All to play for in 2007 Dáil election, says Luntz

RTE’s The Week in Politics programme commissioned well-known American communications professional Dr Frank Luntz to carry out a survey (can be viewed here) on undecided voters ahead of next year’s Dáil elections. He came up with some interesting results, including the one that Michael McDowell seems to be boring the pants off the electorate with his constant fearmongering.Using a sample of 32 undecided voters from Dublin, Meath and Kildare, the majority of whom hadn’t voted for government parties, Luntz tried to tease out which issues matters most to the group as well as which politician and potential coalition grouping they would most like to see in power after the next election. Sinn Féin didn’t get a mention, by the way.

Not surprisingly, health was far and away the most important issue to the group, followed by the economy and crime. Interestingly, not one person chose immigration as an issue.

Fianna Fáil leader and Taoiseach, Bertie Ahern, was described as decent, capable, hardworking and a man of the people. However, there was a common feeling that he failed to hold people accountable. Also, the more he talked, the less the group liked him.

Fine Gael leader Enda Kenny was described as lacking charisma, a lightweight and dull. He fared even worse than Ahern with people complaining that he bickers too much and is too negative. The party was more highly rated than its leader.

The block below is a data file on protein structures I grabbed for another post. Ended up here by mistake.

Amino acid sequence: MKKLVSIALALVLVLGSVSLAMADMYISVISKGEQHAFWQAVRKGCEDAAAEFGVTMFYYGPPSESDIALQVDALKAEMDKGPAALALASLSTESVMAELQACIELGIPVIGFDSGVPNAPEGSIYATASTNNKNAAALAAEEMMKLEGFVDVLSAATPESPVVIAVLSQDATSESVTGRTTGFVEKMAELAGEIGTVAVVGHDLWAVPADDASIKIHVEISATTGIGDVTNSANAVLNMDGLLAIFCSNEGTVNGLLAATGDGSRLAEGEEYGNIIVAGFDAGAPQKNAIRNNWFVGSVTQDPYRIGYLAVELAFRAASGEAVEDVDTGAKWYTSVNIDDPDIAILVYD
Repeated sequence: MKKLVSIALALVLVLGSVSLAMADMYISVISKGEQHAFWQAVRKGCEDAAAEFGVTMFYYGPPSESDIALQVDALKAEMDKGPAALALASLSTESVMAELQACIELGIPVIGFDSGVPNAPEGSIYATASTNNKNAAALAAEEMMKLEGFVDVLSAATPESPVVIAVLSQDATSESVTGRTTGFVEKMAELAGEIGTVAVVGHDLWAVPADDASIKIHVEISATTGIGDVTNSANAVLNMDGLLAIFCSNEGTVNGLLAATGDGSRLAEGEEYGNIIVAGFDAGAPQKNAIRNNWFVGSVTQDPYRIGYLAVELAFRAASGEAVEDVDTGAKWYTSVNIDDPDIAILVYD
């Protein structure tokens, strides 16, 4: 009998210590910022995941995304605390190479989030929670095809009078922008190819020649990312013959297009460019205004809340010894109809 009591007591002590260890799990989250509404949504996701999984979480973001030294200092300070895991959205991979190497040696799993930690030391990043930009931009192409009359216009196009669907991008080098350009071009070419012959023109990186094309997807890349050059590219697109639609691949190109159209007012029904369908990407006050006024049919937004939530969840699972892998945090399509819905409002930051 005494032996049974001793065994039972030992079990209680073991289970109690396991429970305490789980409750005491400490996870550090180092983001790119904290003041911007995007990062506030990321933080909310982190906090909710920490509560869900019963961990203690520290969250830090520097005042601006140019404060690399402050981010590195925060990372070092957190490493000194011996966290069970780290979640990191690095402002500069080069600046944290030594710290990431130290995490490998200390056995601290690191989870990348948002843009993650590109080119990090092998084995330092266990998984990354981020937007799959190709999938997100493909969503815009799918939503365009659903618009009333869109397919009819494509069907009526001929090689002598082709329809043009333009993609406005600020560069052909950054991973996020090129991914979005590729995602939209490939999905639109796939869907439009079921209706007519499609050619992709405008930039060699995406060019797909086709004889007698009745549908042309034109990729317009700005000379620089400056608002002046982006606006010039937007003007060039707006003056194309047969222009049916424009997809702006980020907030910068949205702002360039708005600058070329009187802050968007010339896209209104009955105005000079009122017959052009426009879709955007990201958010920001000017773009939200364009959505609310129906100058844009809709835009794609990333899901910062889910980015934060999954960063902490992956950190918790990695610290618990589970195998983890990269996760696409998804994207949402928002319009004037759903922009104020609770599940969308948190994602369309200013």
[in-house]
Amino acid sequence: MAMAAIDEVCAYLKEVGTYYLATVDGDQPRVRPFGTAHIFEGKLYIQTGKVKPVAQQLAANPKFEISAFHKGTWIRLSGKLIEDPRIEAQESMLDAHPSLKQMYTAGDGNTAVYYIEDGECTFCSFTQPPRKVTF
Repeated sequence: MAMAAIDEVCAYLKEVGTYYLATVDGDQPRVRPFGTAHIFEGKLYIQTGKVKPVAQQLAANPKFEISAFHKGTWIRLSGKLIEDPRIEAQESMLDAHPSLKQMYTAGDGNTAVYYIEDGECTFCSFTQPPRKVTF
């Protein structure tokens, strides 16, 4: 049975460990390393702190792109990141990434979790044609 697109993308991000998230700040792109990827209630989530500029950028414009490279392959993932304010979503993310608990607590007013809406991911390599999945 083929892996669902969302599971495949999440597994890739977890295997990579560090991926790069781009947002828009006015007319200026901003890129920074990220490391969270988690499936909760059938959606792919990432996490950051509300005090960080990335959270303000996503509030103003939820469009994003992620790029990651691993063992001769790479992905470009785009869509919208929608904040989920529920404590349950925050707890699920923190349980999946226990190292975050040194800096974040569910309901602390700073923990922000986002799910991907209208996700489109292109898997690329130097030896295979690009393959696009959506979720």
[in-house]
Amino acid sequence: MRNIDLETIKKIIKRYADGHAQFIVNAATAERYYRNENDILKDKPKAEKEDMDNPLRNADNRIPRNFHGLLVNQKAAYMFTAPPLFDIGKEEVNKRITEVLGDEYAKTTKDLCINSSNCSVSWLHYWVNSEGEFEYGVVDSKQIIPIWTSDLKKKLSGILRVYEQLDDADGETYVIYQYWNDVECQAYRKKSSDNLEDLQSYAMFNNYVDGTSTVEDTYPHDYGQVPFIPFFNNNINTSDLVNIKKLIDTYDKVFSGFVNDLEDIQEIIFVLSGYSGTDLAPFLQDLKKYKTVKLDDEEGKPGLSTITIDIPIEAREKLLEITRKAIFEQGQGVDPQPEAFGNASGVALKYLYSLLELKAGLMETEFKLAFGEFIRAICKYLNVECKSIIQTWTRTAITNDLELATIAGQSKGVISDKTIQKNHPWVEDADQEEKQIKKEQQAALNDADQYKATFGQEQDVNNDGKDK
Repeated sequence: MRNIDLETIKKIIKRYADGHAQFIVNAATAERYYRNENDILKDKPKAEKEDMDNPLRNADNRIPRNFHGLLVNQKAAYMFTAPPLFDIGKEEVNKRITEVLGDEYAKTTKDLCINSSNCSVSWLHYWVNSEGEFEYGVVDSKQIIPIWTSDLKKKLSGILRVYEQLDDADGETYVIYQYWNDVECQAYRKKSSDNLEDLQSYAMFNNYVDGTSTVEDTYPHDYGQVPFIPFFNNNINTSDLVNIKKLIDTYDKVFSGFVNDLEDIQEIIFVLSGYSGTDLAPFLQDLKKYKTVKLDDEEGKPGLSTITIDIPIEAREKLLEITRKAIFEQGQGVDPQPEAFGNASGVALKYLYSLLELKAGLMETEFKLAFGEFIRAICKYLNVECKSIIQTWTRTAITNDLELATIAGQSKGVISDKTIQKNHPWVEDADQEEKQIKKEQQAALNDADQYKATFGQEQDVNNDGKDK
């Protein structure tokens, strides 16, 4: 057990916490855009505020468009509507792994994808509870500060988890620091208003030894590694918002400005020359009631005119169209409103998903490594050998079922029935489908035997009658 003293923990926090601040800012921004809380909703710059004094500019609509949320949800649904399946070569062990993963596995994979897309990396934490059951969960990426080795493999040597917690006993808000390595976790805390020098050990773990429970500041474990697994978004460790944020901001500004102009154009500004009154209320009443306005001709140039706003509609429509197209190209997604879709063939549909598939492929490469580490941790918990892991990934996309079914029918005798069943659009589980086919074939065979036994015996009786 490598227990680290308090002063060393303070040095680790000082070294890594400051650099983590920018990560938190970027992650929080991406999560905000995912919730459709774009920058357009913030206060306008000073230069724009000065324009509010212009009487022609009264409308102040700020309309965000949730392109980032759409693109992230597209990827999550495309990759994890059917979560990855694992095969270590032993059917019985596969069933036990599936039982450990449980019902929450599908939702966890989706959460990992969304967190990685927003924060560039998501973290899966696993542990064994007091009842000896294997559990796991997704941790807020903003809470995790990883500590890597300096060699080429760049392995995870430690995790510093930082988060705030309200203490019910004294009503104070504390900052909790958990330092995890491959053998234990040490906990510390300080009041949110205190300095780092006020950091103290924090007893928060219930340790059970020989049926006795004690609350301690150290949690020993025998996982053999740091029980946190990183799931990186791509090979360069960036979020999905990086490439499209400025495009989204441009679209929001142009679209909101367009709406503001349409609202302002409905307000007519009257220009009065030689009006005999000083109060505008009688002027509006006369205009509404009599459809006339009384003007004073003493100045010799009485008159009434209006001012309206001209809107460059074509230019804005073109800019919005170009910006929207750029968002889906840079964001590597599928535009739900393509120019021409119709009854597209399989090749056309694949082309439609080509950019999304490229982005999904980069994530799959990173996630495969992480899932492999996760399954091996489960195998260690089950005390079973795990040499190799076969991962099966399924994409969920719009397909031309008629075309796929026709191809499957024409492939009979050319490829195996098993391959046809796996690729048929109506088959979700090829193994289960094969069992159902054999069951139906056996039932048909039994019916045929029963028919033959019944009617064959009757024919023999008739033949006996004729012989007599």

The group felt Progressive Democrats leader Michael McDowell was boring, confusing, bright but arrogant. None of the group said they would vote PD. When shown footage of him giving a speech saying there was a real danger of Sinn Féin getting into government after the election, the group just switched off. The didn’t like it and they didn’t seem to believe it.

Labour’s Pat Rabbitte fared best of the lot, being described as honest. However, the group felt he had gone backwards in the past two years even if he was saying what they wanted to hear.

The group wasn’t enthused by the idea of Kenny and Rabbitte working together and equally they felt uneasy about a continuation of Ahern and McDowell.

Ahern and Rabbitte was the favourite of the three options given. Luntz concluded that the undecided voters of Ireland clearly want a change. They seem uncertain, though, as to how this change can be achieved.